12. Finally, the Sole Member went on to endorse a view I had taken as a judge in the High Court in Goodman International v. Hamilton (No. 3) [1993] 3 I.R. 320. In that case I had adopted the view of the House of Lords in D. v. NSPCC [1978] A.C. 171 and in particular the views expressed in the speech of Lord Edmund-Davies that where there was a clash between the undoubted public interest in the admissibility in court of all relevant and admissible evidence and the public interest in a particular instance in the non-disclosure of some particular piece of such evidence the court had to embark on a balancing exercise so as to consider whether the public interest was in the end best served by disclosure or non-disclosure. In doing so, I was adopting a common law principle rather than invoking any particular provision of the Constitution. It is not entirely clear from the determination of the Sole Member as to whether he was likewise as an alternative taking on board common law principles or whether he was in some way intending to incorporate the balancing principle into any privilege which might exist under Article 15.10. Nothing turns on this question however in my view. What is important to note is that the Sole Member went on to make a contingent exercise of the discretion referred to by me and in so doing he said that he had no doubt whatever that it was preferable that information which was available to two responsible members of the Oireachtas from individuals believed by them to be reliable and which indicated gross misconduct amounting to criminal misconduct on the part of two assistant commissioners of An Garda Síochána and one detective sergeant should be made available for scrutiny and examination by the tribunal rather than that Deputy Howlin and Senator Higgins be allowed to maintain the confidentiality of their informants. He again noted that the information or evidence made available to the informant(s) might prove or tend to prove the innocence of individuals who had been wrongly convicted. He then expressed the view in no uncertain terms that it would be “entirely wrong” if such information or evidence could be withheld from the tribunal and that its truth could not be inquired into by him in carrying out his duties under the terms of reference.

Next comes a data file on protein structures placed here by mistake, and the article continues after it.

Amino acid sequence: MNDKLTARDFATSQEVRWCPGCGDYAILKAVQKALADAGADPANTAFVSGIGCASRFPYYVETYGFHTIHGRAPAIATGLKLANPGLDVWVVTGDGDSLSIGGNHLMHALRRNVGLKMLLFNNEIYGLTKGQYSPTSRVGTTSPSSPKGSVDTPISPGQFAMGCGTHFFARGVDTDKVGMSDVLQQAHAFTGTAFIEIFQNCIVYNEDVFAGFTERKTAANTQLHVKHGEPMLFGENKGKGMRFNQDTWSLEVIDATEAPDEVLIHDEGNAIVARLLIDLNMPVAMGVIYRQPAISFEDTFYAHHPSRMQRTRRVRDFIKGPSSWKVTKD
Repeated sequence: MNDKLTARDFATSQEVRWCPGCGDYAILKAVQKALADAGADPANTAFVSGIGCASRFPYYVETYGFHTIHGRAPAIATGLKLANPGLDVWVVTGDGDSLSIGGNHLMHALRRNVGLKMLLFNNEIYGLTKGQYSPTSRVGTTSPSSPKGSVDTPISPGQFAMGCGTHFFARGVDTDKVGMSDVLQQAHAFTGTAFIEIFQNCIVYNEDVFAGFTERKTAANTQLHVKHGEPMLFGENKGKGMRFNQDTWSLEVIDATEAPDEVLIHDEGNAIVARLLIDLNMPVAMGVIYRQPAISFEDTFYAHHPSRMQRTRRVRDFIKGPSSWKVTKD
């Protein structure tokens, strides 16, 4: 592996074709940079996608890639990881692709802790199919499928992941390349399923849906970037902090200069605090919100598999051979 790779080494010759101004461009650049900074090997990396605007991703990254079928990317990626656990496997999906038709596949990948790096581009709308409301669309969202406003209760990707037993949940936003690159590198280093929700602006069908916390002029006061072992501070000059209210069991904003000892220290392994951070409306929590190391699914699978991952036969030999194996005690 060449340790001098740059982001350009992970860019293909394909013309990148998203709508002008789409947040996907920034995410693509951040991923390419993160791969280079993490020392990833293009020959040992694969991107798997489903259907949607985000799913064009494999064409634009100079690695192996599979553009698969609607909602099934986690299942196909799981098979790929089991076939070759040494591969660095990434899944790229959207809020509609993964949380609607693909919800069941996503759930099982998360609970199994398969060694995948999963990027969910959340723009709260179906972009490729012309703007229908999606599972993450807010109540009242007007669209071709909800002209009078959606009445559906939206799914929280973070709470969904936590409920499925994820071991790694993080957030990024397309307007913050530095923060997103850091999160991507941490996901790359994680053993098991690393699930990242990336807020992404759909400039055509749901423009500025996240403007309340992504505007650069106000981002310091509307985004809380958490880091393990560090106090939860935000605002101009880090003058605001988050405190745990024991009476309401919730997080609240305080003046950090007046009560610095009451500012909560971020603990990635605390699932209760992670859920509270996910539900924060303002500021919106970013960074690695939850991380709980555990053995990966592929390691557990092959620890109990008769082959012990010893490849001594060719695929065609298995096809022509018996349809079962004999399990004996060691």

13. I have summarised the findings of the Sole Member. Before I move on to what happened in the High Court, I should explain briefly the references to Senator Higgins and to the Seanad. Originally, the same issue arose with Senator Higgins as arose with Mr. Howlin. Subsequently, Senator Higgins’s informant gave him permission to disclose his source and as a consequence he no longer became involved in these proceedings. The equivalent Seanad committee had passed an identical resolution and had given identical instructions to the same counsel.